Monday, November 7, 2011

Harvest Monday...................11/07/2011

All of the dry beans have been shelled & weighed. I just love dried beans! Many of them are so pretty!

Dry beans are usually one of the easiest crops that I grow. You just put the seed in the ground, let them grow, dry out and pull the plants when you get around to it. Not this year! With all of the rain we had late in the season many of the beans were rotting, molding and sprouting. So, I had to pull the plants, bring them home and hang them to dry.

I planted 6 varieties of dry beans: Great Northen, Red Kidney, Jacob's Cattle, Trail of Tears, Coco Rubico & Sadie's Horse Beans. The two varieties that I was the most excited about were the Trail of Tears (seed from Daphne) and Sadie's Horse Beans (seed from Diana). I didn't plant many of the Trail of Tears and the yield was good considering the weather. Unfortunately the Sadie's Horse Bean crop was lost entirely due to the wet weather. The yield on the remaining 5 varieties was about half of what they should have been.

Aren't they just Beautiful??
Varieties from left to right: Coco Rubico, Trail of Tears, Jacob's Cattle, Red Kidney and Great Northern white bean in the back.

Total weighed Harvest: 6.1875 lbs

Great Northern - 3 lbs (7 Cups)
Red Kidney - 1.5 lbs (4 Cups)
Jacob's Cattle - 13 oz (2 Cups)
Trail of Tears - 8 oz (1 Cup)
Coco Rubico - 6 oz (1 Cup)

Stop by Daphne's Dandelions our host of Harvest Monday to see what's going on in gardens around the globe!

22 comments:

  1. Wow-they look so nice in the jars. I'd hate to use em and ruin the display-LOL!

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  2. I love dried beans too! Tasty and nutritious. Keep them dry and you can have food for years. Or plant them next year. The perfect survival food.

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  3. They are gorgeous! I didn't grow my own this year but I do love looking at my store bought supply in the glass jars :)

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  4. They really are very decorative ... and the good thing is... they are tasty too! I have a very hard time growing dried beans in our location because fall always brings heavy cold rains and it is hard to get the beans matured, dried, and removed before the wet weather settles in. I have had mixed results with drying the vines indoors and prefer to do it in the field if at all possible.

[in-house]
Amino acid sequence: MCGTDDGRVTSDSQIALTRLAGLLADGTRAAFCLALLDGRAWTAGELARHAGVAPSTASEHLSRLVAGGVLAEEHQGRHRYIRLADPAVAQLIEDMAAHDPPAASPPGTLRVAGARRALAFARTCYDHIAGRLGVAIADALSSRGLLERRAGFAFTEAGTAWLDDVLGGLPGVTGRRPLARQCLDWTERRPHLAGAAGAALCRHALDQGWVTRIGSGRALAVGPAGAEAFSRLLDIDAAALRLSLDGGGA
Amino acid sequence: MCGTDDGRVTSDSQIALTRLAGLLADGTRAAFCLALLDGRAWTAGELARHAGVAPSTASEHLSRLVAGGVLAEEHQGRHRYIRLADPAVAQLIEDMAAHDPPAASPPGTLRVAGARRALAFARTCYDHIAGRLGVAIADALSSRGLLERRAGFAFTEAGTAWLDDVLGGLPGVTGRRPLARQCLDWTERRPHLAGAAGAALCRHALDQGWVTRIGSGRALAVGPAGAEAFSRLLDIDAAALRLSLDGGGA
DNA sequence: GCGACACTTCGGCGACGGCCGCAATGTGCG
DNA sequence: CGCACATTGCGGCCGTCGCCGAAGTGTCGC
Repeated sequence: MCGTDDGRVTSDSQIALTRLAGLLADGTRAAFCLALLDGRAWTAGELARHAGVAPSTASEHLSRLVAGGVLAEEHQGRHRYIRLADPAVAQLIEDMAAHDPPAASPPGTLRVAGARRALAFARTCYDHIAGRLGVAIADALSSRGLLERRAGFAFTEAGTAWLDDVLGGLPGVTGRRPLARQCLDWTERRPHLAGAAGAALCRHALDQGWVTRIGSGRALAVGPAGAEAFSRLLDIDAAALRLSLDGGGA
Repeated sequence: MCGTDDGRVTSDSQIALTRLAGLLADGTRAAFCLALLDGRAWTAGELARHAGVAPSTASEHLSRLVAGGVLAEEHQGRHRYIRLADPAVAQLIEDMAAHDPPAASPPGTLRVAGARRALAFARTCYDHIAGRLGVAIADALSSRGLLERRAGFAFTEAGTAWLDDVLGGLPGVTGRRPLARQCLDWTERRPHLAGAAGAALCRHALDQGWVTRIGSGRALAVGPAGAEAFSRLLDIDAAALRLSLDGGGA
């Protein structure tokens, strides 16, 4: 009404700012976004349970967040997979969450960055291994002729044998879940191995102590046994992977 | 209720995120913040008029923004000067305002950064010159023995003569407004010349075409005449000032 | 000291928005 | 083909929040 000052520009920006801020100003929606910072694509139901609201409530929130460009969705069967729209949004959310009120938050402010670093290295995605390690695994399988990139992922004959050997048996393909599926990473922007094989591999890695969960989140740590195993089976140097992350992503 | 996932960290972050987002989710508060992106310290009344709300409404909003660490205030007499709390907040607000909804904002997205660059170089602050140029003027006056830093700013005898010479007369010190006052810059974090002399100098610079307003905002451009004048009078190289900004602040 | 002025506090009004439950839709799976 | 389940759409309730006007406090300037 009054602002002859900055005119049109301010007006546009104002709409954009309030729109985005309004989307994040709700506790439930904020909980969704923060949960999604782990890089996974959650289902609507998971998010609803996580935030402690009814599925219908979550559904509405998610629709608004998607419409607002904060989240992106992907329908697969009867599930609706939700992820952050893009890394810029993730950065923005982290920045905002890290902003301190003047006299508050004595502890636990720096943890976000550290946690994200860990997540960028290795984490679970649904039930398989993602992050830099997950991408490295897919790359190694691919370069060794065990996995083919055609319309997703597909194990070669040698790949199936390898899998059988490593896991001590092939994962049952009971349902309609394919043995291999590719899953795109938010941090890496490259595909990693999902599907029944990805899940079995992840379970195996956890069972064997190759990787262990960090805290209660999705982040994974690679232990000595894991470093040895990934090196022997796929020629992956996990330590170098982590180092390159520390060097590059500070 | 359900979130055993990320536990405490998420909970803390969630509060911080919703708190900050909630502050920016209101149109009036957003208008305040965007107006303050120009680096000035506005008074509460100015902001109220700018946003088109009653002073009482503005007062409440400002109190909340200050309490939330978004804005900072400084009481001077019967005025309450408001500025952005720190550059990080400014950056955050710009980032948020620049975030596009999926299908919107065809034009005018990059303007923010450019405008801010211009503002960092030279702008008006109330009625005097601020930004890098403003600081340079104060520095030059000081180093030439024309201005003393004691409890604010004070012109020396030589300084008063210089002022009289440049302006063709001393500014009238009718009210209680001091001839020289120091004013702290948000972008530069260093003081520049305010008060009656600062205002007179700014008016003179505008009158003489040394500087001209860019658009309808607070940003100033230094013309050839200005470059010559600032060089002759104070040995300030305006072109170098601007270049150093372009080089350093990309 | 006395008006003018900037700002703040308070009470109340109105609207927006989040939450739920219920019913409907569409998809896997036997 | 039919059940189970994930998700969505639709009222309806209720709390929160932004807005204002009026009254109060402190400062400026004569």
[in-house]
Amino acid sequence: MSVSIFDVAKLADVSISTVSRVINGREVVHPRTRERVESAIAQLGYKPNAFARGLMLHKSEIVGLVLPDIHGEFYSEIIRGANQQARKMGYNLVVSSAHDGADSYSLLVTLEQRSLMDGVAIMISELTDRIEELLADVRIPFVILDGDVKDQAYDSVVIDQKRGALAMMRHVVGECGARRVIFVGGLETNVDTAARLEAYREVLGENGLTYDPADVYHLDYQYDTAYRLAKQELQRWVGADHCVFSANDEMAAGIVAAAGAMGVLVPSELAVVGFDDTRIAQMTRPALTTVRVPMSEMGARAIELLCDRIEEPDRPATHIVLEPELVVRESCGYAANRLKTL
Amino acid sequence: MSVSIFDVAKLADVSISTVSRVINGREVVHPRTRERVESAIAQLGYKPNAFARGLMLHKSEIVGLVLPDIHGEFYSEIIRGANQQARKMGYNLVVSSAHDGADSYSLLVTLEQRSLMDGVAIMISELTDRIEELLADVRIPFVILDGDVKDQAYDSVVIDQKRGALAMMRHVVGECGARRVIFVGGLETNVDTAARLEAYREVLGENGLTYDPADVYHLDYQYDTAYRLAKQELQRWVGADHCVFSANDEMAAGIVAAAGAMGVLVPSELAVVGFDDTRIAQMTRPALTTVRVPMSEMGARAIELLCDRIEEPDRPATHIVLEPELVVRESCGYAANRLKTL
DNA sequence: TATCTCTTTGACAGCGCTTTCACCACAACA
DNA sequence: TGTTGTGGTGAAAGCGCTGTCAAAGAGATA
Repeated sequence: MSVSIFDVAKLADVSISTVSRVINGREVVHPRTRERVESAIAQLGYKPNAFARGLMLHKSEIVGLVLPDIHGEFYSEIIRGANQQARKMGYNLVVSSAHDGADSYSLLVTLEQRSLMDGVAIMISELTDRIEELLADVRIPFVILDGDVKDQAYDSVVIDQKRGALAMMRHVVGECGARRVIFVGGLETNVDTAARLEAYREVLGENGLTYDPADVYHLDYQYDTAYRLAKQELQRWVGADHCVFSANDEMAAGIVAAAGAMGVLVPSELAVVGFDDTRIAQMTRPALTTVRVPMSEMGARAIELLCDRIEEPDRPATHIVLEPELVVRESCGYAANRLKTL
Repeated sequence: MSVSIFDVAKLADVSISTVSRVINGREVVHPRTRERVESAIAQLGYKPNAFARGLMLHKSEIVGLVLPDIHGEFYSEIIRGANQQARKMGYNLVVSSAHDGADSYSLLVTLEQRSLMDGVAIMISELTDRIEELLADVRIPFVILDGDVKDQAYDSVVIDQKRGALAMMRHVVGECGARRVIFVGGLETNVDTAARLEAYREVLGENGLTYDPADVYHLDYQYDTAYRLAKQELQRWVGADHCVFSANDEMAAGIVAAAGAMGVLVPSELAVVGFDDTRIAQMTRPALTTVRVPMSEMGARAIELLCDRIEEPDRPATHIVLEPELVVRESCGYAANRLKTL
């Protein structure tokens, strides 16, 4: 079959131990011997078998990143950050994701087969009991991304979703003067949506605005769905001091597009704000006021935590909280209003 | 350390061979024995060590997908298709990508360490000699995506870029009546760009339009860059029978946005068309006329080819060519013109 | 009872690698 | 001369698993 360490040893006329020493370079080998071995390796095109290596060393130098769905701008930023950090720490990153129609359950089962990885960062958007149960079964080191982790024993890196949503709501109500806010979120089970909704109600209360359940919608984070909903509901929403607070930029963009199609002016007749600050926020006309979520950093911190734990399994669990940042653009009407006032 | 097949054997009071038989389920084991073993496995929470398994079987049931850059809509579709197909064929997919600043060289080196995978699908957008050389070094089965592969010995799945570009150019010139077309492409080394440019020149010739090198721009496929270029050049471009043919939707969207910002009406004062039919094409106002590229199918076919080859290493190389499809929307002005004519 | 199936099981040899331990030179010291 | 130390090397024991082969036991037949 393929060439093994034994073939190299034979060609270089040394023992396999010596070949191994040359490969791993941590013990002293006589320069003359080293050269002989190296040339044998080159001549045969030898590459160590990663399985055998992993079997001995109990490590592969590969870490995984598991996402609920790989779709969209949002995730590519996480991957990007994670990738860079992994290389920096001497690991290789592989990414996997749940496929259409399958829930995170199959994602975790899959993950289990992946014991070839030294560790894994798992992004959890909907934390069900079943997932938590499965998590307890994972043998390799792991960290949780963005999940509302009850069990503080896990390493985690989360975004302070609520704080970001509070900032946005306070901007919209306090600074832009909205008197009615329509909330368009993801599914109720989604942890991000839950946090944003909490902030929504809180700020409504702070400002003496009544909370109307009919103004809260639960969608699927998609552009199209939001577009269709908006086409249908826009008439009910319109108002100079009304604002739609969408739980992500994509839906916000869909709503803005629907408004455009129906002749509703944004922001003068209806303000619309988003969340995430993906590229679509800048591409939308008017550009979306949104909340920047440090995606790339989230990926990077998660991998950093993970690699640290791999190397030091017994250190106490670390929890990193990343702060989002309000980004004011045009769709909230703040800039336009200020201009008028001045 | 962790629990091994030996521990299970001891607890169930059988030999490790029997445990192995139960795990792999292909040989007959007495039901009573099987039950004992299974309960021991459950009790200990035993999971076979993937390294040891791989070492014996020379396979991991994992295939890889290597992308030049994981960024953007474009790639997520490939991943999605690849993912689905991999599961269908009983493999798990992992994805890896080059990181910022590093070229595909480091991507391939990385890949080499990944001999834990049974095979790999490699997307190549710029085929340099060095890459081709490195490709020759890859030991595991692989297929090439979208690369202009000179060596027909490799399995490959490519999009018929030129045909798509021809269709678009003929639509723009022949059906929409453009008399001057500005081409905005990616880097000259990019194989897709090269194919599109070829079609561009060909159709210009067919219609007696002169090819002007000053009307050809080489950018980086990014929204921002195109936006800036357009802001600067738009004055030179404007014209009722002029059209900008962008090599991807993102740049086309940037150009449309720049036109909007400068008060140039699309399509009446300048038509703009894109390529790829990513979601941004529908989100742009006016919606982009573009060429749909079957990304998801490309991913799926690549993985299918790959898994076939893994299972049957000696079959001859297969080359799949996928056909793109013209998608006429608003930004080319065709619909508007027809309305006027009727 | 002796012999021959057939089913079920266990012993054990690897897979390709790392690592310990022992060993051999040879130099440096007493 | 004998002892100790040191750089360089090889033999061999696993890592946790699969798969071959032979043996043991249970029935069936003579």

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  5. Growing dry beans is always a challenge where autumn weather is rainy. Looks like you made the best of the weather!

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  6. I too like dried beans but they take up so much room for their yield. I got enough for seed for next year and that is about it but will try again. Just need to decide what to cut out in the garden to make more room.

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  7. Beautiful beans!!!! I think I might try some next year =)

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  8. Sue, They are beautiful....but, we like to eat them! I've already used some of the kidney beans and they were great!

    Jane, They are definitely a survival food. I have kept some for a couple of years and they are still good!

    Erin, I think that I'm going to have to look in to some new varieties for next year. They are just so pretty!

    Laura, The beans definitely do better drying outside. If I left them outside this year, I would have lost more then I did. Hopefully they will be a maintenance free crop next year.

    Dave, The yield was OK in spite of the horribly wet weather we had.

    Wilderness, They do take up a lot of space. I have a longer growing season then you do. So, I plant them as a second crop in any empty space I have.

    Dorothy, They are usually a very easy crop to grow....give it a try!